New York City Council Aims to Regulate Facial Recognition Tech Amid Tenant Concerns
In a New York City Council hearing Monday morning, council members listened to tenants voice their concerns over the increased use of facial recognition technology and biometric data collection in public housing complexes.
Facial recognition technology has fallen under scrutiny for failing to correctly identify women and people of color, with up to 35% error rates for identifying women of color. Just last week, The New York Daily News reported that Google temps were instructed to seek out homeless black people and offer them $5 gift cards in return for face scans that could improve the companies’ facial recognition databases.
Legislation considered in the NYC hearing would require real property owners to submit registration statements when using biometric tech on their premises, require businesses to notify customers if they are collecting biometric information and require building owners to provide mechanical keys and prohibit them from forcing tenants to use keyless entry methods. The bills are designed to promote transparency and honesty in private sector transactions.
“We certainly do not want to stand in the way of technological advancements, but we do want to ensure that consumers are fully aware of how their information is being gathered and used,” explained Councilman Espinal.
But many tenants and advocates considered these measures inadequate, and advocated for a categorical ban on facial recognition technology in public housing complexes. They argued that facial recognition technology is inaccurate and biased, and that its use poses a threat to individual privacy.
“Let me be clear, we are far beyond anything George Orwell could ever imagine,” said Albert Cahn, head of the Surveillance Technology Oversight Project at the Urban Justice Center. “[Facial recognition] cannot be a part of [society] yet, not when it continues to discriminate at this level, and not when it continues to get it wrong time and time again.”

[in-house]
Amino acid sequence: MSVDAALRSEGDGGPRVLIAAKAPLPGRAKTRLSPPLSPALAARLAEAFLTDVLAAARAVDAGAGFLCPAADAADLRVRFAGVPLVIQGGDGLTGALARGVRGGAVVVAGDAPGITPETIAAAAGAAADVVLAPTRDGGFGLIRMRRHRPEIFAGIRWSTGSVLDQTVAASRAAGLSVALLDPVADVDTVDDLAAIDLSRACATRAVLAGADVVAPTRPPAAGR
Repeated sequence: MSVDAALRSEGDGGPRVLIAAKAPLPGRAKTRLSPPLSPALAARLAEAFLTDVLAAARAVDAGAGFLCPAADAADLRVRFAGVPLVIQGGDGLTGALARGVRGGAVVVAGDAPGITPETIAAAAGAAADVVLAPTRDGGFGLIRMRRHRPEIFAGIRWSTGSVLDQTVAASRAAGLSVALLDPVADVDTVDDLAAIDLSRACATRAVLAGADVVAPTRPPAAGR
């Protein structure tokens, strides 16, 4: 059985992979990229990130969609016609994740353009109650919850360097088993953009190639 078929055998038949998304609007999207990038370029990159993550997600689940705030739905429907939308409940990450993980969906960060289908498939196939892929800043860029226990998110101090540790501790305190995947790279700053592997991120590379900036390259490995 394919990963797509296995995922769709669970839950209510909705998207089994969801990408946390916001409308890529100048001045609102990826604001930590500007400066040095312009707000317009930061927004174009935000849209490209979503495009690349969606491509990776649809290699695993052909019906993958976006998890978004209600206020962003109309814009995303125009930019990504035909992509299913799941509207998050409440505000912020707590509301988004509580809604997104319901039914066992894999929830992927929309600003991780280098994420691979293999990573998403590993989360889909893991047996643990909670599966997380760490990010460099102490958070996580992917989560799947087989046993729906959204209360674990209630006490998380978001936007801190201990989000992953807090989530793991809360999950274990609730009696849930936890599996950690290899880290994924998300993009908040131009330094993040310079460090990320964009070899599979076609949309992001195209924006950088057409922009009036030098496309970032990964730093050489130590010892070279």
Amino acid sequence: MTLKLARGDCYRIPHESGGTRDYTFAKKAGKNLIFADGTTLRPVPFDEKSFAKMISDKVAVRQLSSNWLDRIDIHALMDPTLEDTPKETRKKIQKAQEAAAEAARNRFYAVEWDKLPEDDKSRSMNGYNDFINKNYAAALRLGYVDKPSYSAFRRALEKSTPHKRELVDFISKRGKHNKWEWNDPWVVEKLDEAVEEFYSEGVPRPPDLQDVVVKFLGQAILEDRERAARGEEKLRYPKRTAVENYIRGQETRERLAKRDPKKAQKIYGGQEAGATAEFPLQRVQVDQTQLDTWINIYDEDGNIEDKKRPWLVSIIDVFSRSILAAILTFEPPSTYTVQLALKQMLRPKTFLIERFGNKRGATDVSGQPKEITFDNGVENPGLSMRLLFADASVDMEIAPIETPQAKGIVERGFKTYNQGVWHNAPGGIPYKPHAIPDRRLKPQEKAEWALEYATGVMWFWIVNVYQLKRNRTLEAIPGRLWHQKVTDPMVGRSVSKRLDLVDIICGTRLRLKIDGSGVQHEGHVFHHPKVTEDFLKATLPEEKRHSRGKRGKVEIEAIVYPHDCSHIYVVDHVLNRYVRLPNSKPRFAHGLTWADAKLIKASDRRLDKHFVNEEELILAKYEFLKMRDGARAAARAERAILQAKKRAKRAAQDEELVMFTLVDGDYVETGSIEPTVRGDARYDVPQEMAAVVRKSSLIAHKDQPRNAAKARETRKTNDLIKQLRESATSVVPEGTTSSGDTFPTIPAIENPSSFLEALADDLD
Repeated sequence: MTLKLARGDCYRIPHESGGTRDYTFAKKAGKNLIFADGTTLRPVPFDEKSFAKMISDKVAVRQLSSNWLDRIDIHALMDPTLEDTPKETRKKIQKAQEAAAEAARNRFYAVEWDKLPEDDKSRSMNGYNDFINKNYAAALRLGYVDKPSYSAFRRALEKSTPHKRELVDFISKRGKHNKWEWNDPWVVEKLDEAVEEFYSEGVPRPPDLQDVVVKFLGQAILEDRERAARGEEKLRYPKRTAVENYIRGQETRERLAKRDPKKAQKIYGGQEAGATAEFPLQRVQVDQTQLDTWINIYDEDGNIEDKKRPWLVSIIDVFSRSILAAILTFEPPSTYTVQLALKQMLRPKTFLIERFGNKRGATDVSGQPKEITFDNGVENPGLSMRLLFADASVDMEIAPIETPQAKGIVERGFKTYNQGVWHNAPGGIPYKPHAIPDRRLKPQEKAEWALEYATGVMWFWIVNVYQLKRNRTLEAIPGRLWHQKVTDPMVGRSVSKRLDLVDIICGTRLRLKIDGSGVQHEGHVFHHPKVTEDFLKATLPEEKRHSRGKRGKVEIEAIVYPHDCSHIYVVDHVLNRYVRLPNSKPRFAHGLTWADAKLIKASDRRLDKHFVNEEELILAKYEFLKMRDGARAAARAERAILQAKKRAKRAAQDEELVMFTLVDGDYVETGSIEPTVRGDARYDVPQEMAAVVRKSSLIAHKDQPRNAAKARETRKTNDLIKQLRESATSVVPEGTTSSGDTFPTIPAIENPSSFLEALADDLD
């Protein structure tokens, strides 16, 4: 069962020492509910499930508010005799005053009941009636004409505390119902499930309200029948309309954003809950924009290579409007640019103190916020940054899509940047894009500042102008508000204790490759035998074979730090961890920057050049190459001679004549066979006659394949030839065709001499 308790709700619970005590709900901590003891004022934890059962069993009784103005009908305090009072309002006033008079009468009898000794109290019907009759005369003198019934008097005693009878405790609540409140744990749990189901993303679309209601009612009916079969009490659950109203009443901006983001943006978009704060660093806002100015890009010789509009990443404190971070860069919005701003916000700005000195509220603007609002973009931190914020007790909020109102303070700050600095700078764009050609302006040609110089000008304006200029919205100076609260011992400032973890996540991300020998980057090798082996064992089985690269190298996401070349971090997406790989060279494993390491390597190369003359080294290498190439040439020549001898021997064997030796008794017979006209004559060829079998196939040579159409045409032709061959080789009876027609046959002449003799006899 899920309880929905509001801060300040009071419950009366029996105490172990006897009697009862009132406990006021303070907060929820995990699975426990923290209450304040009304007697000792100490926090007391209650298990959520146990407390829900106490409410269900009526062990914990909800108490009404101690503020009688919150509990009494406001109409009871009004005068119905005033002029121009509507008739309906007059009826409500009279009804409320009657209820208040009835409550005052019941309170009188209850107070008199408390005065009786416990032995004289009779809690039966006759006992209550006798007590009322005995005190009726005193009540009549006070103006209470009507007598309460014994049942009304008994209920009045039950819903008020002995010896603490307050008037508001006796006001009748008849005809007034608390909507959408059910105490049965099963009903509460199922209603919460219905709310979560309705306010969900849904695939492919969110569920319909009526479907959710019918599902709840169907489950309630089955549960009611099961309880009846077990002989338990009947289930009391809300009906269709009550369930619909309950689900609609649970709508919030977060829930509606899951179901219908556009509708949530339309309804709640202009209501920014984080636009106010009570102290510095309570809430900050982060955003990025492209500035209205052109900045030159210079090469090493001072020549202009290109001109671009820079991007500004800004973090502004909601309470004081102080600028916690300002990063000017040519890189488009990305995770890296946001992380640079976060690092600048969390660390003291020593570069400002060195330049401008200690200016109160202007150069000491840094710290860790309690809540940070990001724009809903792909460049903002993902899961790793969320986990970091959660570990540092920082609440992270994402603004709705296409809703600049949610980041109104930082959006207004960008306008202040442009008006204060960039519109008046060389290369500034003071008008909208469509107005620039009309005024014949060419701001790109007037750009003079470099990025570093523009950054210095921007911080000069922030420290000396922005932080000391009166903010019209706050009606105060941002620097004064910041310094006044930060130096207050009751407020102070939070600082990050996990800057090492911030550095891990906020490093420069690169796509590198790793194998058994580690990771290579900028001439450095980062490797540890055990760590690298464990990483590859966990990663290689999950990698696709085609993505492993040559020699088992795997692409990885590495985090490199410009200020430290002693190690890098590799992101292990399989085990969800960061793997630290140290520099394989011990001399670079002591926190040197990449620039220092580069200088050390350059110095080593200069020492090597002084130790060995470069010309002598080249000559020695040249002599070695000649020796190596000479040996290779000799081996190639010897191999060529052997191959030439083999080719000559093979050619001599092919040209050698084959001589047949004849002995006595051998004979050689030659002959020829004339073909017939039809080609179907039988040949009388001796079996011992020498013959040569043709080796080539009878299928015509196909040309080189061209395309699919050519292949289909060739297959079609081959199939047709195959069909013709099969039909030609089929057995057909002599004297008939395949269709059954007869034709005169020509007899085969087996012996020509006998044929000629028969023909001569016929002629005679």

In Brooklyn, a landlord at Brownsville’s Atlantic Plaza Towers attempted to install a facial recognition system to replace traditional keys or key fobs, leading a group of tenants to file a complaint to the Homes and Community Renewal agency earlier this year arguing that the system violated the tenants’ privacy and civil rights.
“I kind of feel like a criminal even though I pay my rent just like the next person,” said Fabian Rogers, an Atlantic Towers tenant. “Residents who are of rent-stabilized apartments and building complexes, they feel like they’re at risk because they have to deal with landlords imposing this technology on them.”
Facial recognition technology has been in use at Knickerbocker Village, an affordable-housing complex in the Bronx, for more than six years. Tenants there complain that the technology often doesn’t work, requiring guards to buzz tenants in manually, and that the technology has matched guests whose faces aren’t even in the database to the faces of tenants.
“It just feels like they’re tracking our every movement,” said Christina Zhang, co-chair of the Knickerbocker Village tenant association. “How necessary is that information if it doesn’t really provide security or safety?”
Many tenants feel that landlords are using surveillance technology to attempt to speed up gentrification and evict their current tenants, who are, in Knickerbocker Village and Atlantic Towers, primarily people of color.
“You’re getting all of the risks and harms, none of the information and none even of the purported benefits,” said Councilman Lander.
San Francisco, Somerville and Oakland have banned the use of facial recognition technology by law enforcement and government agencies. New York has yet to pass any comprehensive legislation regulating biometric data.
WHAT THE LEFT IS SAYING: NYC Councilman Rafael L Espinal Jr.: “Co-chairing a hearing today about facial recognition technology, an unregulated tool that can restrict consumers and tenants of their rights to privacy. One of my bills will require stores to inform consumers when they are recording them.”
Co-chairing a hearing today about facial recognition technology, an unregulated tool that can restrict consumers and tenants of their rights to privacy. One of my bills will require stores to inform consumers when they are recording them. https://t.co/93CiCDjhhJ
— Rafael L Espinal Jr. (@RLEspinal) October 7, 2019
WHAT THE RIGHT IS SAYING: Ohio Rep. Jim Jordan: “We know what the IRS did to conservatives. We know what the FBI did to the Trump campaign. Now we learn about the government’s ability to use facial recognition tech and access drivers license databases in 21 states. This should concern every American.”
We know what the IRS did to conservatives. We know what the FBI did to the Trump campaign.
Now we learn about the government’s ability to use facial recognition tech and access drivers license databases in 21 states.
This should concern every American.https://t.co/r9Ca45S9fC
— Rep. Jim Jordan (@Jim_Jordan) July 9, 2019